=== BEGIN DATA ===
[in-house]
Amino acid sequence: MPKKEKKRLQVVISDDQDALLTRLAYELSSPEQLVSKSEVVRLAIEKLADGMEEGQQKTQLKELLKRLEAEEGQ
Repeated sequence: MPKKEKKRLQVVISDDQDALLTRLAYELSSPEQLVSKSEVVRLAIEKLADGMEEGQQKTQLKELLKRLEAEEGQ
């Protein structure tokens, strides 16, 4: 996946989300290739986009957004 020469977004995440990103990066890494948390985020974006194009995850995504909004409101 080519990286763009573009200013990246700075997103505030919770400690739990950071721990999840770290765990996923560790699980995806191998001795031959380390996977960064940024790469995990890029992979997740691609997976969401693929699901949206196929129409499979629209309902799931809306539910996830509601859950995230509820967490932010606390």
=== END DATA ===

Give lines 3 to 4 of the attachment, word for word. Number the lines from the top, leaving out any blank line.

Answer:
Repeated sequence: MPKKEKKRLQVVISDDQDALLTRLAYELSSPEQLVSKSEVVRLAIEKLADGMEEGQQKTQLKELLKRLEAEEGQ
């Protein structure tokens, strides 16, 4: 996946989300290739986009957004 020469977004995440990103990066890494948390985020974006194009995850995504909004409101 080519990286763009573009200013990246700075997103505030919770400690739990950071721990999840770290765990996923560790699980995806191998001795031959380390996977960064940024790469995990890029992979997740691609997976969401693929699901949206196929129409499979629209309902799931809306539910996830509601859950995230509820967490932010606390």